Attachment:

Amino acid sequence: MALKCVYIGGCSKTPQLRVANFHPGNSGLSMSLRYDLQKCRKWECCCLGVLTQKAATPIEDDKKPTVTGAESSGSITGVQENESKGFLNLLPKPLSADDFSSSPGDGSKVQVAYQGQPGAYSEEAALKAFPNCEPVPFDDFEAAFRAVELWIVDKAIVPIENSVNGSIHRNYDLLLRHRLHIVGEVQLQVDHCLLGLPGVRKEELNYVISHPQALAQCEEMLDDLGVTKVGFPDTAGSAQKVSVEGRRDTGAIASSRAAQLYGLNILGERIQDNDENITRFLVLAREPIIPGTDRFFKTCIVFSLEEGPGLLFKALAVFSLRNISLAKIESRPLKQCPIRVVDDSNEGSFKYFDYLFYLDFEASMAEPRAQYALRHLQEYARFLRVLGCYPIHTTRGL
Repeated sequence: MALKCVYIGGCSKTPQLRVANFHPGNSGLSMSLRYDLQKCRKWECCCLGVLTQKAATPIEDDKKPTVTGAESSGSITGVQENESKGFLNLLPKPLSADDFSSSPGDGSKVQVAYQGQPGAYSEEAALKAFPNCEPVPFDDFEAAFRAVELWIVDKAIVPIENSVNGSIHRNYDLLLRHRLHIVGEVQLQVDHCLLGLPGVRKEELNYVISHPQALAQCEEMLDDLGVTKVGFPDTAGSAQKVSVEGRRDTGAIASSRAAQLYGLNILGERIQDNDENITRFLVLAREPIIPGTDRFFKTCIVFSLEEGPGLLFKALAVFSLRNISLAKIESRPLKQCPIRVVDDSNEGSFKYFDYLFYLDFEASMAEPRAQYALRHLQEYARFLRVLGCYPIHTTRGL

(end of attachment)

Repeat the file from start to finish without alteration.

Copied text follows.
Amino acid sequence: MALKCVYIGGCSKTPQLRVANFHPGNSGLSMSLRYDLQKCRKWECCCLGVLTQKAATPIEDDKKPTVTGAESSGSITGVQENESKGFLNLLPKPLSADDFSSSPGDGSKVQVAYQGQPGAYSEEAALKAFPNCEPVPFDDFEAAFRAVELWIVDKAIVPIENSVNGSIHRNYDLLLRHRLHIVGEVQLQVDHCLLGLPGVRKEELNYVISHPQALAQCEEMLDDLGVTKVGFPDTAGSAQKVSVEGRRDTGAIASSRAAQLYGLNILGERIQDNDENITRFLVLAREPIIPGTDRFFKTCIVFSLEEGPGLLFKALAVFSLRNISLAKIESRPLKQCPIRVVDDSNEGSFKYFDYLFYLDFEASMAEPRAQYALRHLQEYARFLRVLGCYPIHTTRGL
Repeated sequence: MALKCVYIGGCSKTPQLRVANFHPGNSGLSMSLRYDLQKCRKWECCCLGVLTQKAATPIEDDKKPTVTGAESSGSITGVQENESKGFLNLLPKPLSADDFSSSPGDGSKVQVAYQGQPGAYSEEAALKAFPNCEPVPFDDFEAAFRAVELWIVDKAIVPIENSVNGSIHRNYDLLLRHRLHIVGEVQLQVDHCLLGLPGVRKEELNYVISHPQALAQCEEMLDDLGVTKVGFPDTAGSAQKVSVEGRRDTGAIASSRAAQLYGLNILGERIQDNDENITRFLVLAREPIIPGTDRFFKTCIVFSLEEGPGLLFKALAVFSLRNISLAKIESRPLKQCPIRVVDDSNEGSFKYFDYLFYLDFEASMAEPRAQYALRHLQEYARFLRVLGCYPIHTTRGL